A fearless 3-point assailant and maniacal, devoted gym rat under the late and legendary Jack Curran at Molloy, Mark Parisi should be a role model for the city's youth and basketball community. He has the presence and the know-how to become a community pillar-type in New York, where basketball is akin to bloodsport.
Beyond his play on the court, beyond the fact that Parisi overcame staggering odds to ultimately discover his path to a Division-I scholarship at LIU-Brooklyn, Parisi exemplifies excellence in the classroom.
Undersized as a 5-foot-11 combo guard, Parisi has long been laser-focused on outworking everyone in the gym. He's packed muscle onto a once spindly frame and evolved into a scorer at all three levels, enhancing each category of his game through time and becoming a sturdy, ball-hawing defender in the process.
Parisi shouldered a high-order commitment to constantly bettering himself at his craft on the court while simultaneously pouring sustained relentlessness into his classwork. His no non-sense attitude and approach to life is commendable, an act that others should be willing to ultimately simulate.
What makes him any different than other high-academic kids who have prolonged their careers at Ivy League schools and highly competitive Universities?
Parisi is quiet by nature, albeit he possesses a fearless confidence and charisma about himself and an ability to connect with people.
Due to these particular attributes, which register high on the RIchter Scale which gauges the real world, we should envision him as someone who sets the bar high for others.
His image should be that of a role model for the city's youth.
He has the unparalleled maturity to become a leader in the basketball community, a presence one on whom the city's youth will lean for constant advice and motivation.
Long range shooting ability is Parisi's calling card and what enabled him to ascend the ranks to the Division-I level.
You will be hard-pressed to find any sharpshooter capable of outdueling him in a 3-point contest, NBA 3-point contest, or a free throw contest. His vertical has increased rapidly.
He's now throwing down authoritative, ferocious dunks with two hands and finishing through traffic with regularity. He's also not your prototype "groupie" basketball player, who keeps tabs on other players throughout the city and aspires to earn a spot on rankings systems and player evaluations. Composed and never enamored with personal statistics or individual accolades, one could best describe Parisi as a basketball old soul.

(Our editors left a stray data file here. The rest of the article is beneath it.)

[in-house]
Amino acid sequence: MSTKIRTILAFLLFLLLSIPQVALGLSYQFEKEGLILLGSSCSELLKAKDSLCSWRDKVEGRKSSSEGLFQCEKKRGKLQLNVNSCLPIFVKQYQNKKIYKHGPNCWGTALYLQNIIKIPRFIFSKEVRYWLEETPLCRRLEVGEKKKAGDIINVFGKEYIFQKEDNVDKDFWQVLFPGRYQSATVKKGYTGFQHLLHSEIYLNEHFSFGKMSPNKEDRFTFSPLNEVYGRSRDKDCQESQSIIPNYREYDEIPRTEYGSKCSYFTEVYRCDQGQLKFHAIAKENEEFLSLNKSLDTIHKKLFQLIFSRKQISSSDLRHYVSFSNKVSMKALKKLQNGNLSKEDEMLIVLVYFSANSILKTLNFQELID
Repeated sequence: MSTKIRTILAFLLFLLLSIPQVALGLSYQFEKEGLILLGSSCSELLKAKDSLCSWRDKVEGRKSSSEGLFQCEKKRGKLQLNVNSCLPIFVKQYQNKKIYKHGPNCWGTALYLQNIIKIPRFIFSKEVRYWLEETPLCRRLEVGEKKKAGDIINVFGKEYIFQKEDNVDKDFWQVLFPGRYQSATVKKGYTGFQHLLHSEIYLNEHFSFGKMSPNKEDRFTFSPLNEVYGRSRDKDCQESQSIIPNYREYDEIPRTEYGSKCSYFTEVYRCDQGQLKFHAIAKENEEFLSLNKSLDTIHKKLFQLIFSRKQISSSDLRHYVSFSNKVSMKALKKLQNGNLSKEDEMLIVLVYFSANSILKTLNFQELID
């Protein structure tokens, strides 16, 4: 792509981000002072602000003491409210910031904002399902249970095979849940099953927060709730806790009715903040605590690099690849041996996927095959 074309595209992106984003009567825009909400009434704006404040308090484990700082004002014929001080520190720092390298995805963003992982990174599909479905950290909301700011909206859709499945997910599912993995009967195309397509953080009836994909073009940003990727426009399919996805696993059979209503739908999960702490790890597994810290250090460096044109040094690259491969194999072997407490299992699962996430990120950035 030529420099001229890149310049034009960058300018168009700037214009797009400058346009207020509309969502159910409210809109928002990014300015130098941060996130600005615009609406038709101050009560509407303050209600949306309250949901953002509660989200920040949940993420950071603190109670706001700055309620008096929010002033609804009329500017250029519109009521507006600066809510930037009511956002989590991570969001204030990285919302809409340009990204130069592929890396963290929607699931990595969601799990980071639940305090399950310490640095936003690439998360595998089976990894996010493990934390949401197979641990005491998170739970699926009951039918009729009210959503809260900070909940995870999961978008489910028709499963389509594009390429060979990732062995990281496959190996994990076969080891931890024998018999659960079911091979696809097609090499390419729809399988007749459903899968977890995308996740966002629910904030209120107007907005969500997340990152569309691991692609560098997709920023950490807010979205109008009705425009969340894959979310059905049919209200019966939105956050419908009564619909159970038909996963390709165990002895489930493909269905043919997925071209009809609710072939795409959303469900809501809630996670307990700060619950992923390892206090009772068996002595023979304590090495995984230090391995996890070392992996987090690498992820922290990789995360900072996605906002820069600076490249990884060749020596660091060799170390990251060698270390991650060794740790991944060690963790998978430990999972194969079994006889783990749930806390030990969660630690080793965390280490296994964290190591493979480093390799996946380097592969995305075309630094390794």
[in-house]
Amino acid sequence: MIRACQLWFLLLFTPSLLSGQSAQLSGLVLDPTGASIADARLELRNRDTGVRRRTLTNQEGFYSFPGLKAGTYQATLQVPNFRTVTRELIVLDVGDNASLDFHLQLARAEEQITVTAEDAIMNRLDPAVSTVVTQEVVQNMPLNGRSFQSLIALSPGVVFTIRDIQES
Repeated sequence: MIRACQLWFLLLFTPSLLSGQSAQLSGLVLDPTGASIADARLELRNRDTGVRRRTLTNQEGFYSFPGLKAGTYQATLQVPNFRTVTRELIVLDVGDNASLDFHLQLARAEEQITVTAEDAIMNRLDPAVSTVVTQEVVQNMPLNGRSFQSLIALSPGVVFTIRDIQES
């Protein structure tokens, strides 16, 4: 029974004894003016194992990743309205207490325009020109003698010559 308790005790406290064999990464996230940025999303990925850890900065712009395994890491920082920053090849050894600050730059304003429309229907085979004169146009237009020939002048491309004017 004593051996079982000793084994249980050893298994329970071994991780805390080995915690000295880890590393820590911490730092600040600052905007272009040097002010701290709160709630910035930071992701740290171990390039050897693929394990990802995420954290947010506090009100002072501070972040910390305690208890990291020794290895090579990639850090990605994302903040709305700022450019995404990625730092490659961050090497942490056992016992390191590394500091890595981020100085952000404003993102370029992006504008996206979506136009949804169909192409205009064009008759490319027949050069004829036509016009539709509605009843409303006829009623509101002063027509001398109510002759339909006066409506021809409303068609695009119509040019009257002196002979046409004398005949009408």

He rarely played at age-appropriate levels and doesn't have the same distractions that our technology and social media crazed world creates these days. Plus this kid actually looks you eyeball to eyeball when he shakes your hand, very much a throwback caliber kid.
After interning with the Brooklyn Nets this past season, Parisi gained first hand insight and knowledge on the requirements of the NBA front office lifestyle. Parisi is a role model because he is cognizant that preparation and commitment are two vital tools in life. Whether he goes on to play professionally or not, he is able to envision a life beyond basketball.
He has mapped out goals and life aspirations beyond basketball, which is what many of today's youth need to do in order to prepare themselves for the demanding rigors of the real world. Parisi is a classic case of a student-athlete who understands his responsibilities.
Again, every professional is faced with the harsh and unforgiving reality that their career will likely be over before they know it. It is more than likely that their career will be over on someone else's terms.
It is an honor and perhaps an unrivaled privilege to be a professional athlete, but very few are capable of sustaining the test of time beyond 12-15 years (at most) in the pro ranks. What separates Parisi from other athletes of his type is he acknowledges the challenges that come with assimilating to the real world.